Chicago, IL • September 18th
To start the night I guzzled down a glimmering fifth of UK power pop via the Mystery Jets. The quartet’s sticky and pliable layers of astro-synth and amp rumbling reverb was just enough fuzz and buzz to drown out the trio of girls screaming and belting out the their favorite songs at the foot of the stage. All weird groupiedom aside, the melodies swooned as lead singer Blaine Harrison was perched on a stool surrounded by keyboards, a trashcan lid cymbal for percussion purposes and a stage littered with a gazillion effects pedals and twisting wires and plugs; all of it the source and tunnels through which their epic and swirling, spacey funk rock traveled, a perfect melodic contrast set up to Jamie T.
The Jamie T set unofficially started during a conversation with Mark, a Chicago Jamie T fan who clutched and swigged a MGD bottle while sharing some live-show lore with me about seeing the Clash at Chicago’s Aragon Theatre back in the day and reminiscing about the mid-seventies Manchester scene before Joy Division and the Hacienda became the centerpieces. A perfect segue because you can’t have Jamie T without the Clash or mentioning the Manchester scene of the late 70’s and when his bass player turned around and revealed a worn and faded Bad Brains t-shirt I knew yet another great night at Schubas was moments away.
There are many sides to Jamie T and within almost every song he shows the ability to be both subversive and straightforward and mix the wit with the grit as every bit of his charisma comes at you, whether he’s thumping his “Brand New Bass Guitar” or going the rap a cappella route to intro or outro a song. He gives you many reasons to buddy up to him and his debut and Mercury Prize-nominated album Panic Prevention shows just how much potential the 21-year old singer songwriter has.
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Watching him perform, I couldn’t help but think of how adults often stand around in wonder and amazement looking at a child growing up and say, “Wow, he looks just like his dad!” or “Man, I can’t believe how much he looks like his mom!” Unless the kid was the result of borrowed seed from the postman then the kid’s going to look like his parents and in Jamie T’s case sound like the music that’s been pumping through his ears since he started filling his head with music (see album cover).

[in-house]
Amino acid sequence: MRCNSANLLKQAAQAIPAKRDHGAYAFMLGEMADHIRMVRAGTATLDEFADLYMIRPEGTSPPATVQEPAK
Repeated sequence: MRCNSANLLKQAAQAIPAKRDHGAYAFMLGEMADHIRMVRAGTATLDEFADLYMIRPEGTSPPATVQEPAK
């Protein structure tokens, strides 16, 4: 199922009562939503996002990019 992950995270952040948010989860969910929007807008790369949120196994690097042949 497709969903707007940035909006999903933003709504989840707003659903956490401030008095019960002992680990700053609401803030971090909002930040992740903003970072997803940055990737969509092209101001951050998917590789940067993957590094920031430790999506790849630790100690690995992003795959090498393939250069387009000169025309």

It’s obvious that Jamie T loves the Clash, digs American blues and can’t get enough of hip hop’s freestyling lyrical muscle. The South Londoner has quite the grip on all his influences and is on his way to creating a style all his own. In the span of 90 minutes there was pub rock, punk rock and stripped down rhythm and blues. “Salvador” and “Shelia” made my ears tingle as Jamie T’s sly lyrics grew into thick and grimy sonic storybook snapshots of his native surroundings.
Halfway through the set and peering out at the crowd through plumes of cigarette smoke puffed out by his bass player, Jamie T made full use of his raspy crackling croon and boyish swagger during “If You Got the Money” and the dreamy ballad “Calm Down Dearest.”
There doesn’t seem to be too much wetness behind the ears as Jamie T knows exactly how to take the melodies up and down at all the right moments. And that’s the best part of Jaime T’s live show; It’s a rollercoaster ride where a song might start out soulful or reggae and end up drenched in a flurry of pummeling punk rock.
Caught up in a moment he didn’t want to end an overwhelmed fan hoisted his plastic cup of brew above his head and shouted, “This ain’t fucking Iowa, it’s fucking Chi-town, man and we want you to play all night!”
I think Jamie T would’ve had no problem whatsoever with that but instead the night ended with a final sprint on the blazing wheels of a new kind of “Rawhide.”